Tuesday, June 16, 2009

The Cinema of Jean Rollin: La Nuit des Traquées (The Night of the Hunted)

Long considered a failure since its very brief theatrical release in the late summer of 1980, La Nuit des Traquées has slowly but surely built a small but dedicated group of followers who find it to be among Jean Rollin’s almost great films. Containing perhaps the finest performance Brigitte Lahaie has ever given for the screen, La Nuit des Traquées, or The Night of the Hunted as it is more commonly known, is one of the key if often overlooked films of Rollin’s career. The fact that it is indeed a very flawed work that could have been much more, had budgetary and time constraints not worked against it, makes its pleasures all the more resonate and powerful.

Coming on the heels of the very elegant and colorful Fascination, The Night of the Hunted’s cold and clinical feel will come as a shock to even the most ardent of Rollin’s followers. Shot astonishingly in less than ten days on a budget as small as the his Robert Xavier films, the fact The Night of the Hunted is so utterly distinctive is a triumph all its own. Rollin admits in the engrossing commentary on Encore’s DVD box that the film is, “sort of a patchwork”, but the tapestry he presents here is a rich if ragged one, and worth another look for those who dismissed it originally.

The quite stunning Fascination should have served as a major turning point for Jean Rollin, but the film’s botched release sent him back into the adult film industry he was trying so hard to escape from. He shot three additional Robert Xavier films between Fascination and The Night of the Hunted, and indeed the latter was supposed to have been just another cheap adult feature for Rollin. Rollin recalls on the commentary track, “I was tired of X-Films”, and he told his producer, “If you want a horror film for the same cost”, then, “I can make it in 9 days.” It was a gutsy move for Rollin, who once more had his back against the wall artistically and financially, but it paid off and it would be a couple of years before he would have to work as Xavier again.

Since the film was to be shot for the same money in about the same time period as one of his adult pictures, Rollin looked to pay back some of the friends he had made from his Xavier period and give them a more legitimate opportunity. He writes in the wonderful booklet that accompanies Encore’s set, “I was treating myself to entrust roles to some friends from the X times”, a fact that makes The Night of the Hunted one of the most noble productions in Rollin’s career.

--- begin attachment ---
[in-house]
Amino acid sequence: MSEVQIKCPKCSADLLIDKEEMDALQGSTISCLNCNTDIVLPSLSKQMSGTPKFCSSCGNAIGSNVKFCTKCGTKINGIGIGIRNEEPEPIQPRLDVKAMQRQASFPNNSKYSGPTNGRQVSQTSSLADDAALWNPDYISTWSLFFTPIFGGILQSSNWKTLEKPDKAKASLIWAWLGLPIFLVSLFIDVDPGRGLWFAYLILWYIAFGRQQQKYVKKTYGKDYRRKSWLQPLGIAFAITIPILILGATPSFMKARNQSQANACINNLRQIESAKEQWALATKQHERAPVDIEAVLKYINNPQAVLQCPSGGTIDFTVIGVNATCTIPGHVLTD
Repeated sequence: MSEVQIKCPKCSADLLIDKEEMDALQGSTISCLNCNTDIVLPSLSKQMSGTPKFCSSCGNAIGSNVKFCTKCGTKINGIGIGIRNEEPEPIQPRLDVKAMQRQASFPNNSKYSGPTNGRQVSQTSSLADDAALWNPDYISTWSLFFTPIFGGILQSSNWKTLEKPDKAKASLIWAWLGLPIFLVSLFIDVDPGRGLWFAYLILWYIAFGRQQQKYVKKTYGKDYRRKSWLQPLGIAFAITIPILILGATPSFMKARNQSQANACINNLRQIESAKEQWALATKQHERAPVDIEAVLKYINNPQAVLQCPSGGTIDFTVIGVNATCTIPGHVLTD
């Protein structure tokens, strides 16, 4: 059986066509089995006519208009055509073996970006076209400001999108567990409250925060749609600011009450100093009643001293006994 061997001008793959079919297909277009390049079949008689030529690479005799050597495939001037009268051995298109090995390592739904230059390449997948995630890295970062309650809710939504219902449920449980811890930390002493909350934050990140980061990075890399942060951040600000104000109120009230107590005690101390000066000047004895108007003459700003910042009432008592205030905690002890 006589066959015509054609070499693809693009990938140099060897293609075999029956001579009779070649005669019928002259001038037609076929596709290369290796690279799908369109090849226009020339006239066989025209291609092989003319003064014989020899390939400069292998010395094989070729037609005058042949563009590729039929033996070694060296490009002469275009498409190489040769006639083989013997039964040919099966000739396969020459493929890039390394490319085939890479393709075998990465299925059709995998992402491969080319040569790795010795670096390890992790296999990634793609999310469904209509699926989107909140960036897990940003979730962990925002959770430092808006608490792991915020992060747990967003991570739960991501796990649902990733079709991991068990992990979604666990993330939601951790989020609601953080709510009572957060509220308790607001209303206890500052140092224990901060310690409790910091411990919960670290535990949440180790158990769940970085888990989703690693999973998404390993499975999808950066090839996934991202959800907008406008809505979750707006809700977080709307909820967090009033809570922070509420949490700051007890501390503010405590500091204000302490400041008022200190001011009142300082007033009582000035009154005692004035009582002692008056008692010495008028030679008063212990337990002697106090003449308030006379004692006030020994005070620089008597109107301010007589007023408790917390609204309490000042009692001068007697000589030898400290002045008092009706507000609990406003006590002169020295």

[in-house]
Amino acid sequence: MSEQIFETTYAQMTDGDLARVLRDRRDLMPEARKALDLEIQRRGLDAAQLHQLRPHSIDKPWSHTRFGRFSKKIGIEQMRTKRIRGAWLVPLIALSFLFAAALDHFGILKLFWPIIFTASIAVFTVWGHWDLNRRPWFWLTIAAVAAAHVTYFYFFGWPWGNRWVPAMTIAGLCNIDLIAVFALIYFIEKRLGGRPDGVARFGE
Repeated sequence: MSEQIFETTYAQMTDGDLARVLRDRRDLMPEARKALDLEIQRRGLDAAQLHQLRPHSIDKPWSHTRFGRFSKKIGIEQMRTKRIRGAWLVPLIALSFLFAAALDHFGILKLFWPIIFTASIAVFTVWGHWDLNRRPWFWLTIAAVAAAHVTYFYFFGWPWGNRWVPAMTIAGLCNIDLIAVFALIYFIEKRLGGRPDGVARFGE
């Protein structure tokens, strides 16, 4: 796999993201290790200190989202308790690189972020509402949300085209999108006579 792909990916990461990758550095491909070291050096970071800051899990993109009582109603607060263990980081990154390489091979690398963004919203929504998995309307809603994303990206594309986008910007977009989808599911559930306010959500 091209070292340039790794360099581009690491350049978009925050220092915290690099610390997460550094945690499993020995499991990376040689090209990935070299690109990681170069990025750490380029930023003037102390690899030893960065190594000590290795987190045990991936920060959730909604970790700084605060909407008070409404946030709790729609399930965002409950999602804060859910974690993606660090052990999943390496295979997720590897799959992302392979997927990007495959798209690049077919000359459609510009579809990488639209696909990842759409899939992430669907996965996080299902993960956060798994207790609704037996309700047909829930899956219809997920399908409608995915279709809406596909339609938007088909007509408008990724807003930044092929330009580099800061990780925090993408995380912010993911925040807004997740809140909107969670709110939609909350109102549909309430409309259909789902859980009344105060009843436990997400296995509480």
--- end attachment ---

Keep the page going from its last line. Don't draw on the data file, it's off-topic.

Rollin’s idea to cast actors mostly associated with adult films was a genius one, as it not only allowed him to help out some friends he thought had legitimate talent, but it also helped him keep production cost down. Rollin writes in Encore’s booklet, “the beautiful Rachel Mhas had an important role, just like Alain Plumey”, and, “the same goes for the young Cathy Grenier, who would at last be able to show her acting skills.” The Night of the Hunted is indeed one of the best acted of all of Rollin’s films, a fact that shows how instinctively right he could be regarding his film’s casting.

Rollin recalls a story in the pages of Encore’s booklet that perhaps sheds some light on the oppressively heavy feel and tone that hangs over The Night of the Hunted. He details the attempted casting of a young actress he was very fond of named Martine Delva. He recalls that, “she was very young, very pretty and very likable.” And Rollin became so attached to her that, “her presence had become essential” as they were finding locations close to the La Defense District in France. Rollin was shattered though when just a couple of days later the young actress had a car accident that left her unconscious, which left him with no choice but to cast striking red-head Dominique Journet in the key role opposite Lahaie. The accident for Martine Delva turned out to be more serious than anyone knew and within a week she was dead. Rollin wrote of how heartbroken he was attending her funeral with producer Lionel Wallman especially, “since what happened to Martine was exactly what happened to the character she was about to play in The Night of the Hunted.” Delva’s untimely and tragic passing would have a huge effect on Rollin and would cast a dark shadow over The Night of the Hunted, which helps give it an underlying power not found in some of his other works.